I have had the privilege to live and work in lovely Lausanne for almost 3 years between 2005 and 2008, and I can vouch that Lausanne is one of the most picturesque cities not just in Switzerland but in all of Europe.
Scenic Lausanne is situated in the Lake Geneva region and is the second biggest city in the French-speaking part of Switzerland. Lausanne is also the capital of the vast and prosperous Swiss canton Vaud. The city is built on several hills (Lausanne Central) with vineyard-covered slopes in its northern part (Lausanne Nord), and Lake Geneva in its southern part (Lausanne Sud).
When you take a leisurely summer stroll in Lausanne Sud along the lake in the pretty waterfront area of Ouchy, you will pass a multitude of dainty yachts and might happen to look further and notice the spectacular French Alps rising impressively from the opposing French lakeshore. If you continue the stroll, it will lead to grand palace hotels like the Beau-Rivage Palace and the Hotel de l’Angleterre. Hotel de l’Angletterre’s plaque boasts that Lord Byron stayed there, while the hotel manager, who might come out to greet guests during dinner, contends that historians believe that Vladimir Nabokov first envisioned the plot for Lolita while staying at Angleterre.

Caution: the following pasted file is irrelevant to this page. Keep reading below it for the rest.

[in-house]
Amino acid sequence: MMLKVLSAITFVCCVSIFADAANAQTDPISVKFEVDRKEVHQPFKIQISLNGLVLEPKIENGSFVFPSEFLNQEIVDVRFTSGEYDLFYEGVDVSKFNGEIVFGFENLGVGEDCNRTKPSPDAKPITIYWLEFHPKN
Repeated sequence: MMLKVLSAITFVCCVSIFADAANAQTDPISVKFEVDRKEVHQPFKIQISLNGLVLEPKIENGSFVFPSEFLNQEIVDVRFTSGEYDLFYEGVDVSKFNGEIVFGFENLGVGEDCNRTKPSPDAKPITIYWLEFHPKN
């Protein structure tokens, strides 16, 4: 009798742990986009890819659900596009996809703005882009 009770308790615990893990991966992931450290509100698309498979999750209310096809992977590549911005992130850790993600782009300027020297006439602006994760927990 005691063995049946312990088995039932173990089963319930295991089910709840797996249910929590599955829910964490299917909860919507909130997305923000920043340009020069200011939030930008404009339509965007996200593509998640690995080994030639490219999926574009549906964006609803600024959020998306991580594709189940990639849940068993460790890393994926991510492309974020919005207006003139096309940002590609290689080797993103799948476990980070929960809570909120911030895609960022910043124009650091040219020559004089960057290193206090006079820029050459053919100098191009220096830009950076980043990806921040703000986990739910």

Interestingly, the name of the Lake seems to be a point of contention throughout Switzerland and neighboring countries. Although we, Americans, call it Lake Geneva, natives of Lausanne would vehemently disagree; in Lausanne, the lake is called Leman Lake or Lac Leman, though Lausanne and Geneva are a 40-minute train or car ride apart.
In keeping with the theme of this gorgeous lake with many names, a short half-hour ferry ride from Lausanne is Evian, France. You want to guess the name of the lake in Evian? Why, Lac Evian or Evian Lake, of course. And yes, they do serve free Evian water in restaurants there.
It is worth mentioning that Lausanne Sud is also home to a famous Olympic museum and park, whereas the International Olympic Committee has been based in the city since 1914. Lausanne Central or the old town is built around a striking Gothic cathedral, with other museums, galleries, and malls located on the shopping streets surrounding the cathedral. Lausanne Nord, full of medieval small alleys and wine caves, offers tourists breathtaking views of the lake, the vineyards and the Alps from the myriad of it cafés and restaurants, including the grand hotel Kempinski Mirador at Mont Pelerin.
Lausanne offers exquisite French cuisine with heavenly foie gras, as well as local cuisine with traditional cheese fondue and steak tartar. Gourmets should visit Hôtel de Ville and its head chef, Philippe Rochat, for a true Michelin experience.
If you are lucky enough to be planning a trip to Lausanne, city hotels offer a wide verity of Lausanne hotels at very reasonable rates.